We welcomed the offer not really recognizing that rather than saving us a bit of time since our other option involved a combination of a commuter bus and a taxi, it would put us on Argentina time. In our culture, such an offer would be followed by a question about timing. We would expect to be asked something like, “Are you in a rush to get out there?” or “Do your friends expect you to arrive by a certain time?” But not in Argentina. Not once were we ever asked about time or anything else for that matter. everything seemed to arranged on our behalf.

Cruz eventually put away the mate and with our horses still standing on the street, he drove Alex and Beto out to the Club Hippo to make arrangements to leave our horses there for a few days. I stayed with Adele who began cooking some lamb she’d purchased that morning and assembling a tomato sauce. She explained that she was making a pasta dish called “topo,” as she fired questions at me seemingly oblivious to the passing time. Alex and crew returned about an hour later, at which point we sat down to lunch. We’d never actually been invited to lunch, it was just assumed that we would stay. At about 3:30 pm, we tucked into plates of hardy pasta. We had only had a handful of nuts for breakfast, the mate and a few pieces of torta frita or fried bread that Adele had given us earlier, so we soon forgot about the passage of time and enjoyed the meal and the friendly company.

An hour later, a young neighbour boy got us all into action telling us that one of the horses had wandered off. Had he not done so, I think we might still be sitting at that table. I rushed out to find Judy was at the end of the street happily eating someone’s grass (Of course none of the horses were tied up as they stood in front of Cruz and Adele’s house.) Beto then announced that he and Alex had to ride the horses to the Club Hippo. I was to stay with Adele. Meanwhile, Cruz had a tire on his small car fixed in preparation for the trip to Lago Rosario, before going to pick up Alex and Beto who had washed the horses and turned them out into about 400 hectares of thick pasture for a few days, a service that cost us 1000 pesos ($200).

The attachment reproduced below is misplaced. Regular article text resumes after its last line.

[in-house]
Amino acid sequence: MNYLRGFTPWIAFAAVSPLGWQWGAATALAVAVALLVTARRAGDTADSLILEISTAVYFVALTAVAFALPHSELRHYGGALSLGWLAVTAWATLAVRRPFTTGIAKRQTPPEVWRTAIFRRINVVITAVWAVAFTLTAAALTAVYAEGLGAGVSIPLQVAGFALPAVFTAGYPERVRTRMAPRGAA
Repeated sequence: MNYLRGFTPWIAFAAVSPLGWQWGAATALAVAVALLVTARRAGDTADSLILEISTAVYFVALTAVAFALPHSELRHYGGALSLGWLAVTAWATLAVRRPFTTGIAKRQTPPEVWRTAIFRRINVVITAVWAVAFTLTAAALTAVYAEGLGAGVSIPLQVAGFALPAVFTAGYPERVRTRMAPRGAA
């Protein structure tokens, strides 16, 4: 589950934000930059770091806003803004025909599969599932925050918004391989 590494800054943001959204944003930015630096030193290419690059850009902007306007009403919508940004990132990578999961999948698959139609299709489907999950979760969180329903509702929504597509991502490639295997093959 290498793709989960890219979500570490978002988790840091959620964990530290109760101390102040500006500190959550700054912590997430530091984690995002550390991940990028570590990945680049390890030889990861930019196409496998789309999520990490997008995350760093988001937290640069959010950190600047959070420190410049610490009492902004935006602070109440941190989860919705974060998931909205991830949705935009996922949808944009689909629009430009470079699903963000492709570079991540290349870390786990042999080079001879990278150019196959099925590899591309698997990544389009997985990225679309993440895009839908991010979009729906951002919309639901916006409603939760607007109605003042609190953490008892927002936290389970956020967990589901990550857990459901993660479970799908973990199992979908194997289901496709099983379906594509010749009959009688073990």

When they returned, we finally piled into the car with Cruz and Adele, and after stopping for gas, then wine (for us to take to our friends) and some bottled water, we were off. It was 6pm. As we drove through the magnificent flat wide valley that links Esquel to Trevlin, a smaller town known for its Welsh settlers and scrumptious Welsh Tea, Cruz and Adele gave us a personal tour. Cruz had grown up in the valley living in the campo looking after cattle with his parents and siblings. He’d attended the small school in Trevelin. As he drove by the now enlarged schoolhouse, he explained that he’d ridden his horse there everyday, a trip that took an hour and a half each way. He also swung by the old brick grist mill that was being restored before he headed out on to highway again. We arrived at Campo Cielo Grande, the very deluxe tent camp owned by our friends Shelby and Trey Scharp, a delightful couple from Wyoming, at 7:45pm, hopeful that their years spent in Argentina would have prepared them for our late arrival.